The Bible (from Koine Greek τὰ βιβλία, tà biblía, "the books") is a collection of texts sacred in Judaism and Christianity. It is a collection of scriptures written at different times by different authors in different locations. Jews and Christians consider the books of the Bible to be a product of divine inspiration or an authoritative record of the relationship between God and humans.
The Christian Old Testament overlaps with the Hebrew Bible and the Greek Septuagint; the Hebrew Bible is known in Judaism as the Tanakh. The New Testament is a collection of writings by early Christians, believed to be mostly Jewish disciples of Christ, written in first-century Koine Greek. These early Christian Greek writings consist of narratives, letters, and apocalyptic writings. Among Christian denominations there is some disagreement about the contents of the canon, primarily in the Apocrypha, a list of works that are regarded with varying levels of respect.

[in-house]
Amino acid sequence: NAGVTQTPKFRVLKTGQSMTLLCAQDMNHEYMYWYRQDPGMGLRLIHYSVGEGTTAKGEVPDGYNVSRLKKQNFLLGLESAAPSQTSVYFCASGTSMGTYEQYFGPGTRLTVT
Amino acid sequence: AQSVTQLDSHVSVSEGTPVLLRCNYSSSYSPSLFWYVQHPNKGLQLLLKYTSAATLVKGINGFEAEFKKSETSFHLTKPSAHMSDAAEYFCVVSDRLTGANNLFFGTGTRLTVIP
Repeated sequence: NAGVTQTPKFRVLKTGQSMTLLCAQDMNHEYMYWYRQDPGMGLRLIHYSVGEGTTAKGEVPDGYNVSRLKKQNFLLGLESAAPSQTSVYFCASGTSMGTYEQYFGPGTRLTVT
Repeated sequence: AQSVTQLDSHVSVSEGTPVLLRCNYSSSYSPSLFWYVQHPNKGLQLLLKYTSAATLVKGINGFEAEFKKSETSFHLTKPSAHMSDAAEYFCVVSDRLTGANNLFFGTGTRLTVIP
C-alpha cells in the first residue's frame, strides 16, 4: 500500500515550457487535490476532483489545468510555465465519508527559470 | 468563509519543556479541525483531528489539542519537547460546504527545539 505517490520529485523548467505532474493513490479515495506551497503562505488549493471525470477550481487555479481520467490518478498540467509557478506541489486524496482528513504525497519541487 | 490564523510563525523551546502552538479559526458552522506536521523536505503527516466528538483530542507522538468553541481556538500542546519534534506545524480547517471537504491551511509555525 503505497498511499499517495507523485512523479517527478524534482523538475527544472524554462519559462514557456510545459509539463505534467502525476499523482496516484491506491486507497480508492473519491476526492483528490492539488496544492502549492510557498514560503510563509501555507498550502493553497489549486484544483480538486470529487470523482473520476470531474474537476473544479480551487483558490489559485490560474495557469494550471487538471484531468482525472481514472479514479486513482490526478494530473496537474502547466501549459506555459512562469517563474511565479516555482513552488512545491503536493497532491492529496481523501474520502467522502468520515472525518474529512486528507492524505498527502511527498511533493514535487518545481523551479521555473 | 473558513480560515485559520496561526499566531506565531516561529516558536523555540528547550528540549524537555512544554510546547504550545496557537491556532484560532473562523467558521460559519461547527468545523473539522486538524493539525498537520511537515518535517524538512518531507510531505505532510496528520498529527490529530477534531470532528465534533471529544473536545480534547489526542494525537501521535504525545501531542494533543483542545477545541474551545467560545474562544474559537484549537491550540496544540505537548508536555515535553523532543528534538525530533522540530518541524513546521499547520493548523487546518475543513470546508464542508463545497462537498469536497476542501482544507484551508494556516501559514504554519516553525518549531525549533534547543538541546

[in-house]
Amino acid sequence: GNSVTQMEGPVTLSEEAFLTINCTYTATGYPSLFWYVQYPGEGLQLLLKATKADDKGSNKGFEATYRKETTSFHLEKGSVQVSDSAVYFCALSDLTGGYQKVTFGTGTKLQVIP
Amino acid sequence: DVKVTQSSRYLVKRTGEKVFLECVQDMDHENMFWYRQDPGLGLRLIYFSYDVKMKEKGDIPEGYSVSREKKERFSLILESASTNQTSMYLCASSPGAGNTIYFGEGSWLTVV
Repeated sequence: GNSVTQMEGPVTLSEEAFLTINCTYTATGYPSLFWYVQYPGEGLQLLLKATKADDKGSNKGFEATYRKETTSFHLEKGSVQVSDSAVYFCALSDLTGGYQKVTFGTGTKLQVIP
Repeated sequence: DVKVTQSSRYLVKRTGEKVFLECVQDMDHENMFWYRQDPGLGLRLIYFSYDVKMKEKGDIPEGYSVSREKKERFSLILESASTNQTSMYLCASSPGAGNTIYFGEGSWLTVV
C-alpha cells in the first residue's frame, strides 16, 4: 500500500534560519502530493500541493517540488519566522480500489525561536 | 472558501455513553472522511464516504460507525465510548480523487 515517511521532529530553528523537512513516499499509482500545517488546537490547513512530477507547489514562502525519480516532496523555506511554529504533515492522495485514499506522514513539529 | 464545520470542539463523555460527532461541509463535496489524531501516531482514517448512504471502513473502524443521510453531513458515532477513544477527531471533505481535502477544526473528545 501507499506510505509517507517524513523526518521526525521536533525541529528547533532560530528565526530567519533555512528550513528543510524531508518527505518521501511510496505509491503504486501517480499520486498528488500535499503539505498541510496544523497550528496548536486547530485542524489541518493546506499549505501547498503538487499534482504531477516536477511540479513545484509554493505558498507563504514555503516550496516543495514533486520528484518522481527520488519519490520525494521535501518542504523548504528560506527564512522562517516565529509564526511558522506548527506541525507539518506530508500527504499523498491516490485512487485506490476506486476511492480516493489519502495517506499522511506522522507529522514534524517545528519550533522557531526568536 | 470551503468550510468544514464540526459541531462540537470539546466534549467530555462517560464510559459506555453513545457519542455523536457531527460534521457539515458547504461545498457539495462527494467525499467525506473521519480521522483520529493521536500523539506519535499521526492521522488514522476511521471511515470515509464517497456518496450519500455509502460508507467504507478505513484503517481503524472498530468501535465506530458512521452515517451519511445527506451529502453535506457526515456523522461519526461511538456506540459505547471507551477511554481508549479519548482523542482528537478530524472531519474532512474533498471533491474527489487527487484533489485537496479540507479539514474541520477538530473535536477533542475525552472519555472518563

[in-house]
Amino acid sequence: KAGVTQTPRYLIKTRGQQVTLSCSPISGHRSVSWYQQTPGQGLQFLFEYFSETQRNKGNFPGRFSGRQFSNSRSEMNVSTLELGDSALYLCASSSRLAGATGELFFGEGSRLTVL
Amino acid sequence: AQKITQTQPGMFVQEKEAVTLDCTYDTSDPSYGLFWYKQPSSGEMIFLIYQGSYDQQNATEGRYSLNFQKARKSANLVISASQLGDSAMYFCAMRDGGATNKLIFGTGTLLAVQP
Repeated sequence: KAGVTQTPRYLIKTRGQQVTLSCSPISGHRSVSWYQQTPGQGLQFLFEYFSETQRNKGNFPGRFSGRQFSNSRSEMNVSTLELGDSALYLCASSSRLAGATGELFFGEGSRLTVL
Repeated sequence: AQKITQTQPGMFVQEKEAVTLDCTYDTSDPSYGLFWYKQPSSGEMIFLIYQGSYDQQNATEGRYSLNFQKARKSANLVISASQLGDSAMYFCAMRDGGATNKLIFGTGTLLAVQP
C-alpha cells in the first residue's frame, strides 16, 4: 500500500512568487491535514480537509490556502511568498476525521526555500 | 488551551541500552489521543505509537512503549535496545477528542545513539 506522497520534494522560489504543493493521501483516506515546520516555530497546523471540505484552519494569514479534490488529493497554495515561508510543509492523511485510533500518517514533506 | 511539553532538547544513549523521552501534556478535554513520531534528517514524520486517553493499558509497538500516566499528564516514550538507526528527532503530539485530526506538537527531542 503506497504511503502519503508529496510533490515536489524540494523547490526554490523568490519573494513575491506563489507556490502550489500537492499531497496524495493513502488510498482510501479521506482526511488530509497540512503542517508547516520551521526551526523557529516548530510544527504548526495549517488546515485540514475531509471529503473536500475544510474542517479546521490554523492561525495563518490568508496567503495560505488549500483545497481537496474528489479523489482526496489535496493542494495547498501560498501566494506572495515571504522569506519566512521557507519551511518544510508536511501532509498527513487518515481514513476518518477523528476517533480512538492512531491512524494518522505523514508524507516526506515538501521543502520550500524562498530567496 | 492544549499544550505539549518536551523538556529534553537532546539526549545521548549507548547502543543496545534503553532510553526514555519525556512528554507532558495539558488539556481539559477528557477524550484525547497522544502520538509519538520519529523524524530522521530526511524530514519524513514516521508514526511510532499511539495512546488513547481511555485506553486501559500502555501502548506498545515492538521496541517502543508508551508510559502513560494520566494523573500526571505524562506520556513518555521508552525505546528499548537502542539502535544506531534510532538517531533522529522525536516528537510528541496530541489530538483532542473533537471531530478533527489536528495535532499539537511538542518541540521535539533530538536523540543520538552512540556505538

Attitudes towards the Bible also vary amongst Christian groups. Roman Catholics, Anglicans and Eastern Orthodox Christians stress the harmony and importance of the Bible and sacred tradition, while Protestant churches focus on the idea of sola scriptura, or scripture alone. This concept arose during the Protestant Reformation, and many denominations today continue to support the use of the Bible as the only source of Christian teaching.
With estimated total sales of over 5 billion copies, the Bible is widely considered to be the best-selling book of all time. It has estimated annual sales of 100 million copies, and has been a major influence on literature and history, especially in the West where the Gutenberg Bible was the first mass-printed book. It was the first book ever printed using movable type.